Beware IRS and Power Bill Scams
by Sweetwater County Sheriff’s Office
June 15, 2017
ROCK SPRINGS, WYOMING - The Sweetwater County Sheriff’s Office issued an upgraded warning about two ongoing scams circulating in the county.
The first involves telephone calls from people claiming to be agents of the Internal Revenue Service, demanding payment of (allegedly) delinquent income taxes.
The pattern is for the caller to insist on prompt payment through a credit or debit card or a wire transfer. If the person called refuses or begins asking questions, the caller often threatens a visit from law enforcement, arrest, arrest of a spouse, or a driver’s license revocation.
Sheriff Mike Lowell said the callers use fake names and sometimes even provide a bogus IRS badge number. They may even know the last four digits of their intended victim’s Social Security number, all in an effort to make the swindle sound more convincing.
Genuine communications from the IRS begin with a letter, not a phone call. Other tipoffs that such calls are a scam include the following:
- Knowledge of the intended victim’s Social Security number or its last four digits.
- Recitation of the bogus IRS agent’s badge number.
- During the call, the sound of other, similar conversations can be heard in the background.
- The caller becomes rude and hostile and hangs up.
- Follow-up calls from a different person claiming to be an IRS agent.
Authorities make the following recommendations to those who receive such calls: If you actually owe on your federal income taxes or think you might owe, contact the IRS directly at 1-800-829-1040 to speak with a genuine official about your tax issues.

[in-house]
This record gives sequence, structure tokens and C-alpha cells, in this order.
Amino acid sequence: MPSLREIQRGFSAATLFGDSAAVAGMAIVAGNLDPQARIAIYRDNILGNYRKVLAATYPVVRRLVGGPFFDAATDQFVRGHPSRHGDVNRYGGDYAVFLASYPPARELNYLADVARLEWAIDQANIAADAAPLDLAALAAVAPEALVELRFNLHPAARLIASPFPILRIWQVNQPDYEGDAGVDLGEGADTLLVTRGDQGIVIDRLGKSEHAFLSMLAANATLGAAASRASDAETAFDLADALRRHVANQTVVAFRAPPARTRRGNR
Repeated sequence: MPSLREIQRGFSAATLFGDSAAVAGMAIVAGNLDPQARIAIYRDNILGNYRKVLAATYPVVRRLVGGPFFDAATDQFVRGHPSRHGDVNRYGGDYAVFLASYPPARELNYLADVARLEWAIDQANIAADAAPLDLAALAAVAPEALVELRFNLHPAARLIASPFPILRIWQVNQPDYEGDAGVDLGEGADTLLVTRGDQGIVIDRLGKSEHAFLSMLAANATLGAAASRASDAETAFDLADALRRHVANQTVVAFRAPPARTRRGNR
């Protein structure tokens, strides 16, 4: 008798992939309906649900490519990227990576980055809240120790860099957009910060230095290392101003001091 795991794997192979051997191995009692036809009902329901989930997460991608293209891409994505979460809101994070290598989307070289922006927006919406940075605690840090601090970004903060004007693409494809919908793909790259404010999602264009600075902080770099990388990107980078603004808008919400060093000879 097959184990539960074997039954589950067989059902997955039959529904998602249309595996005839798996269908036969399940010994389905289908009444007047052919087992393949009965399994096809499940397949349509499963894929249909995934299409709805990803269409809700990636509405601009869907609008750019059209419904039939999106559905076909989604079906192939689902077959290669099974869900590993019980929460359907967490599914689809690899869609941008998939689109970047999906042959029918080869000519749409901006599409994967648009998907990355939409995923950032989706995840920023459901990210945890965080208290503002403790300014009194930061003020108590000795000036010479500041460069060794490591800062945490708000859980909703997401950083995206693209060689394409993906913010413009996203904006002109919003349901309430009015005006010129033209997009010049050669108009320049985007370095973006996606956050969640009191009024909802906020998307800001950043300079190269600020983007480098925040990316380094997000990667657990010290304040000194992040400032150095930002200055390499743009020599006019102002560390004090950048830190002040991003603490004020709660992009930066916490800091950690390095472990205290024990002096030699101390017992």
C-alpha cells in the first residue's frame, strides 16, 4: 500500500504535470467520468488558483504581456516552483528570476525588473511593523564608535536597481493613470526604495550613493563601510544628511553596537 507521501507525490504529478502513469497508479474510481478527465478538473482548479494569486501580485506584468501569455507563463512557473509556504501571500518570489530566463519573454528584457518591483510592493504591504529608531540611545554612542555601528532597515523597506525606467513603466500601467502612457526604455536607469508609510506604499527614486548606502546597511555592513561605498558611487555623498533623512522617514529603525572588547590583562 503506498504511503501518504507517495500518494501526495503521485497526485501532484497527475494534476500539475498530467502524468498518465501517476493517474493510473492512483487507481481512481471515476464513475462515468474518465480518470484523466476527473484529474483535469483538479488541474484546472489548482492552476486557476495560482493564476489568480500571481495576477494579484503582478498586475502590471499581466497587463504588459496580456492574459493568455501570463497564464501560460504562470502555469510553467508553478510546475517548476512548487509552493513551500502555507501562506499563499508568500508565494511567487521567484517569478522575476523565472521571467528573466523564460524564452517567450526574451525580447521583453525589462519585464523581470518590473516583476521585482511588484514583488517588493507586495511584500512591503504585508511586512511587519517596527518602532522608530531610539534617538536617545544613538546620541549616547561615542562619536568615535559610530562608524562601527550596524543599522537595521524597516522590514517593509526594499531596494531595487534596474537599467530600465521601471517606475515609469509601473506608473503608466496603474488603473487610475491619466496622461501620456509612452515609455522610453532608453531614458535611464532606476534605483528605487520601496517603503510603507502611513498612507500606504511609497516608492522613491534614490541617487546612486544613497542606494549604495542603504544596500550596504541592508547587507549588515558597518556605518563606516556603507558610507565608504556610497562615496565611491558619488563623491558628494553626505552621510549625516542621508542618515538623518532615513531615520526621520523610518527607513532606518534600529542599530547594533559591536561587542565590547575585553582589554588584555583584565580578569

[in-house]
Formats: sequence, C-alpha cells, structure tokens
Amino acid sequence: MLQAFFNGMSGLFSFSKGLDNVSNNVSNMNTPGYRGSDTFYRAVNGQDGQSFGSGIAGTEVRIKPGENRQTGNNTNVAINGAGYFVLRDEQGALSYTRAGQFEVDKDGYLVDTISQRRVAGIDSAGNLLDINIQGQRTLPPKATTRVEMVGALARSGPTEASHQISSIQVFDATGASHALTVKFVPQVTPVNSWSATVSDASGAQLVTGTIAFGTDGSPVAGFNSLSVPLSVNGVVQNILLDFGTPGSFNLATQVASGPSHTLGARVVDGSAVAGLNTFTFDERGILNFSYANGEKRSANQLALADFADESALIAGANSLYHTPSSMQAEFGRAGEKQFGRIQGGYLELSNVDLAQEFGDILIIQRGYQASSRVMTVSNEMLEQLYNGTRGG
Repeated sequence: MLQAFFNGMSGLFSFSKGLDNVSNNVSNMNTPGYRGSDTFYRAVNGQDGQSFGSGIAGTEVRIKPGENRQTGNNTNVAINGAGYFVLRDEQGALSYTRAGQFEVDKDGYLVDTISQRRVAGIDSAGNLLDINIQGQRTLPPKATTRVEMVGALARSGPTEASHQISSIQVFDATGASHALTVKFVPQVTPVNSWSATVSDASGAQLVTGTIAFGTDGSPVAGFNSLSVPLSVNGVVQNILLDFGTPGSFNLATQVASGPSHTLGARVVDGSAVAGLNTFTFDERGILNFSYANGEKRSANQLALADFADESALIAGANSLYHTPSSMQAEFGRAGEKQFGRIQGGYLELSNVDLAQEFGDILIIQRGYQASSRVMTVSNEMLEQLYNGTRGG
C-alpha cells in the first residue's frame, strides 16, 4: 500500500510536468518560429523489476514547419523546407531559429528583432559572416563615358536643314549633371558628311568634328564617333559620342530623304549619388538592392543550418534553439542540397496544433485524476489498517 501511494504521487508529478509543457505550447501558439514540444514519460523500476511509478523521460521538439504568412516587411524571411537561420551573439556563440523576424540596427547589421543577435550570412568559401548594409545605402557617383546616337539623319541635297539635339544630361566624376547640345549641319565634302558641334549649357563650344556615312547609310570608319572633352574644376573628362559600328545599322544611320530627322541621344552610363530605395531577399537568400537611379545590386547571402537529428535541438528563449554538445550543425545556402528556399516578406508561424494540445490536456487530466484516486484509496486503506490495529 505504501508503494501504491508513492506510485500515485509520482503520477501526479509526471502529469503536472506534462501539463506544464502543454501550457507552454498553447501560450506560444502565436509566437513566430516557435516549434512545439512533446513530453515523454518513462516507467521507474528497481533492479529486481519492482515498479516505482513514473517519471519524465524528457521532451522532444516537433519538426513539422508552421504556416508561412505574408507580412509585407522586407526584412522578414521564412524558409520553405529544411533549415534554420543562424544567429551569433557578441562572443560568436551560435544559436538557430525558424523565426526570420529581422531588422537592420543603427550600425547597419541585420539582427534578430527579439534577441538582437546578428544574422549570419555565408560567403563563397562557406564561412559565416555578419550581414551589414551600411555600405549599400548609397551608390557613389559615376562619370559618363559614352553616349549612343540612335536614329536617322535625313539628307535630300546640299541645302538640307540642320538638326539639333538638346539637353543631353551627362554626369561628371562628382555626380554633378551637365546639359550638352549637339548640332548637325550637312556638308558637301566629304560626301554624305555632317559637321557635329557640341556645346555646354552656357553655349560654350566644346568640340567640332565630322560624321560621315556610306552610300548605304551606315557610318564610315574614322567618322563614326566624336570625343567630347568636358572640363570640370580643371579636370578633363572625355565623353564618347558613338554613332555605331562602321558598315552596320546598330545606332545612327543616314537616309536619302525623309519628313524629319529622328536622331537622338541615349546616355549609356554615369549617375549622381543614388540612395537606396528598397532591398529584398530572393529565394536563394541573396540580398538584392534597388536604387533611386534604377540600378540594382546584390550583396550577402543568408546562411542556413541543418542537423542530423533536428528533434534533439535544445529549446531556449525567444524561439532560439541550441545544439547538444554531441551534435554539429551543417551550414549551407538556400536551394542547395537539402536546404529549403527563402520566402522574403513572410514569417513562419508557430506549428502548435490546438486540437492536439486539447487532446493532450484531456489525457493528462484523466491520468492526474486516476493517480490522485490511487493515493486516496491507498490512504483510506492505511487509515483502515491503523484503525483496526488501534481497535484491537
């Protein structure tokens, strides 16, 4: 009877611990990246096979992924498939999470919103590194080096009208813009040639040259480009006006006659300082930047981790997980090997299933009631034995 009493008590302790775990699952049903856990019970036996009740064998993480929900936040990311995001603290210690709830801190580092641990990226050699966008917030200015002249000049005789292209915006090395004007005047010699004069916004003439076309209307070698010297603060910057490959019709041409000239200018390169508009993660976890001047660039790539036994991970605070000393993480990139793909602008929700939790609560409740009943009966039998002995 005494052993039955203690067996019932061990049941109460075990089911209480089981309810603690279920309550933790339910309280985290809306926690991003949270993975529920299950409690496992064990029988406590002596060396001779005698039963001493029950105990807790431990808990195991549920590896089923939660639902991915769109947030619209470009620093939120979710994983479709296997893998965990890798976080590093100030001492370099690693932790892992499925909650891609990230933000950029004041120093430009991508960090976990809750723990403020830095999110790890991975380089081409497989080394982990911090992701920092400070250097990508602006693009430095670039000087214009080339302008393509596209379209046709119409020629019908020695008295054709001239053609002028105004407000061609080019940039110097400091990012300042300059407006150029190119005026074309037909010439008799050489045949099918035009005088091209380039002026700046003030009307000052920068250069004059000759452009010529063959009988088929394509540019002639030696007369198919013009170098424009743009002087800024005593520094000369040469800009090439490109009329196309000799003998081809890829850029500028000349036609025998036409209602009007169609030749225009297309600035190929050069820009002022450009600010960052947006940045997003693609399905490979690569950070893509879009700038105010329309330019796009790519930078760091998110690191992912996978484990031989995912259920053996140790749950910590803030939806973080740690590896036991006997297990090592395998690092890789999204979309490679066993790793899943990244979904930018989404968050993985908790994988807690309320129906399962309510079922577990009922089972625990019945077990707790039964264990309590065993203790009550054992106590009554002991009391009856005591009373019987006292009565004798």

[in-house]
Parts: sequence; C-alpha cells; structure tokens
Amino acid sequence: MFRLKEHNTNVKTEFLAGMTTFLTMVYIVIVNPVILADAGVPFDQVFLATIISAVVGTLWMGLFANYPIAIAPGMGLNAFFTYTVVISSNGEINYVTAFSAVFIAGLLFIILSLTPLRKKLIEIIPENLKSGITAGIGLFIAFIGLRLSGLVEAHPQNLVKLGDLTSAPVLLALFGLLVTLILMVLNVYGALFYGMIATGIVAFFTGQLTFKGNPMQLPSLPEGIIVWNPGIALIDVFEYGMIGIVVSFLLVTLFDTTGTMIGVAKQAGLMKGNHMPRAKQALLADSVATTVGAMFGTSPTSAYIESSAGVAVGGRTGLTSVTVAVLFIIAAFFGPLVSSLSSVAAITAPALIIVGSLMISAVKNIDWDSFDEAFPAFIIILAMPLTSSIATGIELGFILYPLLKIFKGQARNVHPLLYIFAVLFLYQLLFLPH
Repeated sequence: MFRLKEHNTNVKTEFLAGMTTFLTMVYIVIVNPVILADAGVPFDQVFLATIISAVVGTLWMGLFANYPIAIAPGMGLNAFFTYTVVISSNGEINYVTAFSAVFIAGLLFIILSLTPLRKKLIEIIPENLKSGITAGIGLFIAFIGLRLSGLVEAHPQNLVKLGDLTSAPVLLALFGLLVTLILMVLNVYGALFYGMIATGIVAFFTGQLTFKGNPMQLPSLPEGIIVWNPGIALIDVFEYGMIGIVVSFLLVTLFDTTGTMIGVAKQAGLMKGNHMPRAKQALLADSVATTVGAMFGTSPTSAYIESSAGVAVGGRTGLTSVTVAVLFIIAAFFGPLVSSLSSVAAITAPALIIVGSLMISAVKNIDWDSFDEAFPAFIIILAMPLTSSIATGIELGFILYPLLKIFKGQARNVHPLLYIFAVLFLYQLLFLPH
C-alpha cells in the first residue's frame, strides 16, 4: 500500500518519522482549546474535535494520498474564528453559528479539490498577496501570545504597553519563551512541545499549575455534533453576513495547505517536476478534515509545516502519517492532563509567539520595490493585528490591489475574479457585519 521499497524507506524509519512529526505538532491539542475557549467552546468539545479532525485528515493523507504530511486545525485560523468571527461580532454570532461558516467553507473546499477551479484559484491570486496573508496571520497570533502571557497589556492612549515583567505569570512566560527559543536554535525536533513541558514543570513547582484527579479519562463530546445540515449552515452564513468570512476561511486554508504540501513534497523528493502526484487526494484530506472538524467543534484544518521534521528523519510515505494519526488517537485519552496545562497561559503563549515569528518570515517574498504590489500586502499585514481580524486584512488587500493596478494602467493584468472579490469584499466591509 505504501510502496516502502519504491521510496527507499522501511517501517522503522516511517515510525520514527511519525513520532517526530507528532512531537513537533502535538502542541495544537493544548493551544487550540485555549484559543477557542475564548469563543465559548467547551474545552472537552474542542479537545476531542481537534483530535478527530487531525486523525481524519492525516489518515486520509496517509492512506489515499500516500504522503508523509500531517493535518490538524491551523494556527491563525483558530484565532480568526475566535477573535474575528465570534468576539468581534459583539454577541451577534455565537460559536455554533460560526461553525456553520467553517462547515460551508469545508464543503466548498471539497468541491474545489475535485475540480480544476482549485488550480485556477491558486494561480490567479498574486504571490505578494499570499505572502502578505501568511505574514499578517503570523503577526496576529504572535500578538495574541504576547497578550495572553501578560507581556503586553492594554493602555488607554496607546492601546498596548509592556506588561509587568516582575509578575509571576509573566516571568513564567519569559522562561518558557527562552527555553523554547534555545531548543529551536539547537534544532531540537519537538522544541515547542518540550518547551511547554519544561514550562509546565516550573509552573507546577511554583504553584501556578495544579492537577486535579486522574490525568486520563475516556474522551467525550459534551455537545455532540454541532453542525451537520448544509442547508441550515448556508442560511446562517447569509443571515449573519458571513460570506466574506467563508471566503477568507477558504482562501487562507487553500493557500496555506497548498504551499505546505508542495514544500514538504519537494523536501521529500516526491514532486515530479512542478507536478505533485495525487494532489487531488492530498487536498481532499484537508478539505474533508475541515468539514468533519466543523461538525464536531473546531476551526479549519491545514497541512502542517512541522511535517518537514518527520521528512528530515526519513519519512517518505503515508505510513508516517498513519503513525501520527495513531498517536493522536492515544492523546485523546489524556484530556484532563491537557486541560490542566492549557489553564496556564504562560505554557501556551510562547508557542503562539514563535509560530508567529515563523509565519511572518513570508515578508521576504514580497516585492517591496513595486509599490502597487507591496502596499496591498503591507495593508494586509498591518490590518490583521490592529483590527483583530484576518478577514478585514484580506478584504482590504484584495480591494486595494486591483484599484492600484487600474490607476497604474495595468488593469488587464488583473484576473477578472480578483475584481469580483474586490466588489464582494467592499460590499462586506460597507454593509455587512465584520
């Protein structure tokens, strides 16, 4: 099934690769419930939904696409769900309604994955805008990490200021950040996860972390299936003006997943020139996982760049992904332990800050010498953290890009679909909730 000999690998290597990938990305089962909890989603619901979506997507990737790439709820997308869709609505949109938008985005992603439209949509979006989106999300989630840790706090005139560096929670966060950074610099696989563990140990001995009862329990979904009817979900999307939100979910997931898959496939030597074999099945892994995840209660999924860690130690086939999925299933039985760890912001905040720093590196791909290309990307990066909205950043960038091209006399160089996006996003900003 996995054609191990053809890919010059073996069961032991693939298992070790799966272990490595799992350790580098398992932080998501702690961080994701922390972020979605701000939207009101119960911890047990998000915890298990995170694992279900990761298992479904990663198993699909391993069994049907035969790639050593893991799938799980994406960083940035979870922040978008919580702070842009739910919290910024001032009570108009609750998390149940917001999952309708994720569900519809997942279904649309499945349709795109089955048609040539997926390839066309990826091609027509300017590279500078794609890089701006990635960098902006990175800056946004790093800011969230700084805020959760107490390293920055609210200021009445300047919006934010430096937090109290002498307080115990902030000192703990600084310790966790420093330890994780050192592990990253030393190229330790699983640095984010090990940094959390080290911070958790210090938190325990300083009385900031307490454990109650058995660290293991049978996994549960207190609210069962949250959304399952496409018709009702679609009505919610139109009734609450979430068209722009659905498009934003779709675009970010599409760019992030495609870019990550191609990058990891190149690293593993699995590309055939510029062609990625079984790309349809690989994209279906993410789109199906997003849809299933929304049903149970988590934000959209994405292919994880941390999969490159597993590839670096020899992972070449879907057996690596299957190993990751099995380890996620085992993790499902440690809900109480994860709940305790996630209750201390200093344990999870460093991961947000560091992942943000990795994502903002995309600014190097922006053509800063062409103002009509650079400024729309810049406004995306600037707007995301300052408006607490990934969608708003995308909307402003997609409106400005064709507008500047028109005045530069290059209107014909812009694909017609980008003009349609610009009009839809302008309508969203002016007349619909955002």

If you know you don’t owe any income taxes, call 1-800-366-4484 to report the caller to the Treasury Inspector General for Tax Administration.
The second scam strategy concerns bogus calls in both Rock Springs and Green River, purportedly from the power company, warning you that your electric bill is overdue and must be paid immediately with a credit or debit card, a MoneyGram, or a pre-paid card to avoid service interruption; the scammers are after not only the amount of the phony "payment," but your credit and/or debit card information.
The best strategy here to avoid being defrauded is simple and straightforward: hang up and contact the power company directly - obtaining the telephone number from its website or from the phone book - to check on the status of your account.